Congratulations CC Puerto Rico!No Comments »
We’ve just added the seal you see at right to Creative Commons licenses that qualify as Free Culture Licenses according to the Definition of Free Cultural Works — Attribution and Attribution-ShareAlike. Public domain is not a license, but is an acceptable copyright status for free cultural works according to the Definition.
One obvious way to think of the definition is as an application of the principles of free software to content. These demand the freedom to modify without any discrimination against uses or users, which means that Creative Commons licenses containing the NonCommercial or NoDerivatives terms do not qualify. Of course you don’t have to agree with the definition of freedom used by the free software movement and the Definition of Free Cultural Works, and even if you do agree, there may be reasons for using a more restrictive license in some cases. However, this seal and approval signals an important delineation between less and more restrictive licenses, one that creators and users of content should be aware of.
A very practical reason users should be aware of these distinctions is that some important projects accept only freely (as defined) licensed or public domain content, in particular Wikipedia and Wikimedia sites, which use the Definition of Free Cultural Works in their licensing guidelines. Indeed, clear marking of qualifying CC licenses as free is one of the issues to be addressed for a potential migration of Wikipedia to CC Attribution-ShareAlike.
This added signaling is part of an ongoing effort to distinguish among the range of Creative Commons licenses — never say the Creative Commons license, as there is no such thing. Our license deeds have always communicated the distinct properties of each license with icons and brief descriptions. In December of 2006 we added a more subtle free/less free signal — green and yellow background graphics (compare Attribution to Attribution-NonCommercial) — and began suggesting license buttons that include license property icons, so that one has an immediate visual cue as to the specific license being used without clicking through to the deed.
We hope to address further suggestions from the community and roll out further improvements in CC license deeds and the license chooser in the near future — stay tuned!3 Comments »
Image: Screenshot of IBM Learning Summit, Active Worlds Browser 4.1
© 1995-2007 Active Worlds, Inc.
ccLearn was a participant in the just-concluded 3-D Internet for Learning Summit, which took place over a period of two days in three separate sessions: the Kick-Off Event, What’s New Here Forum?, and What’s the Big Challenge? It was hosted by IBM, ASU SkySong, The Federation of American Scientists and the Kauffman Foundation. The conference occurred in a customized 3-D space, IBM’s Active Worlds Center for Innovation specifically designed for the event. The virtual experience was enhanced with main and side chats, a conference call linking 60+ callers from around the globe, and a Powerpoint presentation, which could be viewed off-line or in the Center. For those accelerated multi-taskers, there were additional screens bordering the outer edges of the conference area where you could link to even more info about 3-D internet and education.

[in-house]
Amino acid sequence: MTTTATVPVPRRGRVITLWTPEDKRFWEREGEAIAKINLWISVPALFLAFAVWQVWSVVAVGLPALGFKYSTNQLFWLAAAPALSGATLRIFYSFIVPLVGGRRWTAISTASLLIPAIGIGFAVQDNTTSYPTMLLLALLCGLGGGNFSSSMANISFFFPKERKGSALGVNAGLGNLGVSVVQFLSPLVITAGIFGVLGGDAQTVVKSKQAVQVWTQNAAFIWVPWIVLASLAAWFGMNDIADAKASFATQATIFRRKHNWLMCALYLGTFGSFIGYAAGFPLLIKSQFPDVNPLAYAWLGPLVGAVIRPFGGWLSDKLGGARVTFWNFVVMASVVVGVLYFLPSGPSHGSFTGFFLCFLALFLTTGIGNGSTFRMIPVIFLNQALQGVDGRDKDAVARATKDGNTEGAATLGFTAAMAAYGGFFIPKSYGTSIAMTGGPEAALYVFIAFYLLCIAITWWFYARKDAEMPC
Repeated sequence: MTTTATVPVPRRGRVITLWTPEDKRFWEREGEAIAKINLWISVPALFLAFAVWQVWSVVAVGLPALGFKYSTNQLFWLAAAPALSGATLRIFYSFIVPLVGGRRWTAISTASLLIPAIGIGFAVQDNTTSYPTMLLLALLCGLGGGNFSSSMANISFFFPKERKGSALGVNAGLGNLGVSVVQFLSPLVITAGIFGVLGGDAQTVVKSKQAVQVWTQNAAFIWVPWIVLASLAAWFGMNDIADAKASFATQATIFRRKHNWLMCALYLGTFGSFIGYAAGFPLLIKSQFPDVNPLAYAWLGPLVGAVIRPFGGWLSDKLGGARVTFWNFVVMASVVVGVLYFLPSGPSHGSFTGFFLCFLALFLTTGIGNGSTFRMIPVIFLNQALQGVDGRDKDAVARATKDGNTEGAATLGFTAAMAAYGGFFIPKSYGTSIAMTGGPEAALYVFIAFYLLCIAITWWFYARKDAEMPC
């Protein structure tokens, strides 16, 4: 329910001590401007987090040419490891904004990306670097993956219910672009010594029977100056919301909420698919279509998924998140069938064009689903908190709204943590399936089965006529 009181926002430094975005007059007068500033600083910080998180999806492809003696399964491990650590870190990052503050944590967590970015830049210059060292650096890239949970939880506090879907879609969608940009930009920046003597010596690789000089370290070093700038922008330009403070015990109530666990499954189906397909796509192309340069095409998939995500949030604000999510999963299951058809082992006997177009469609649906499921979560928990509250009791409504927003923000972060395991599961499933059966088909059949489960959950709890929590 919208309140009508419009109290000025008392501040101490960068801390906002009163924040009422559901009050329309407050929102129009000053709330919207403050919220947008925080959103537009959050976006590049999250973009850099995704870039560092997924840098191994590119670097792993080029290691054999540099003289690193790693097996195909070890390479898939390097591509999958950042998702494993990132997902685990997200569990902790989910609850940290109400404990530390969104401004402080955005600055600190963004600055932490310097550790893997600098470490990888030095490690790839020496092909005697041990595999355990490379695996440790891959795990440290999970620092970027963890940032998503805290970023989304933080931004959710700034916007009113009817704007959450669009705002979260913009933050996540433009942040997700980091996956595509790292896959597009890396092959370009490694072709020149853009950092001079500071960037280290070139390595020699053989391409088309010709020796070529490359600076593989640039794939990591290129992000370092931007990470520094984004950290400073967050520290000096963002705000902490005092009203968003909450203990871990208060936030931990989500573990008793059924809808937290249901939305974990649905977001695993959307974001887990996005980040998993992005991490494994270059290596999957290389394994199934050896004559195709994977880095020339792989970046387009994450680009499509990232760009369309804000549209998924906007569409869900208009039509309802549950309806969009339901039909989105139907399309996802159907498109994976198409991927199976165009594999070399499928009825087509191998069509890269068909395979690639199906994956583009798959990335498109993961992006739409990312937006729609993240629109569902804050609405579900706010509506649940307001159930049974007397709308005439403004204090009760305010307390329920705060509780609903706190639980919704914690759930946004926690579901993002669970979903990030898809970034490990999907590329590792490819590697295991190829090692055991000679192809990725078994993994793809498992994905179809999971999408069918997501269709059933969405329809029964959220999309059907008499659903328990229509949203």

Aside from the fun of making your avatar fly or do karate, you could ask questions via phone or chat that would be answered directly by the panel, a group of business professionals who had a lot to say about the emerging 3-D space. Most opted to join in on the collaborative chat, though, demonstrating the importance of “self and anonymity”, a concept of the second session–What’s New Here Forum? Anonymity allows people to ask questions and be more forward than they usually might be. At the same time, self still plays an important factor as people usually choose and modify avatars to look as much like them as possible. In total, 300 or so avatars were present, all representing real people behind real computers around the world.
There is obviously a lot of excitement about the potential of virtual environments to enhance or improve access to learning, and ccLearn expects to be active in conversations and considerations of interoperability issues and barriers to those possibilities.No Comments »
On January 15 we launched discussion of two new tools in a beta US version, both branded “CC0″ — a Waiver of all copyrights in a work, and an Assertion that there are no copyrights in a work. After taking account of your feedback (thank you!), a lot of internal discussion has led us to plan some changes. We are now planning to have the next iteration of the beta ready for discussion by March 31, but will describe the overall changes below for early feedback as we work toward that iteration.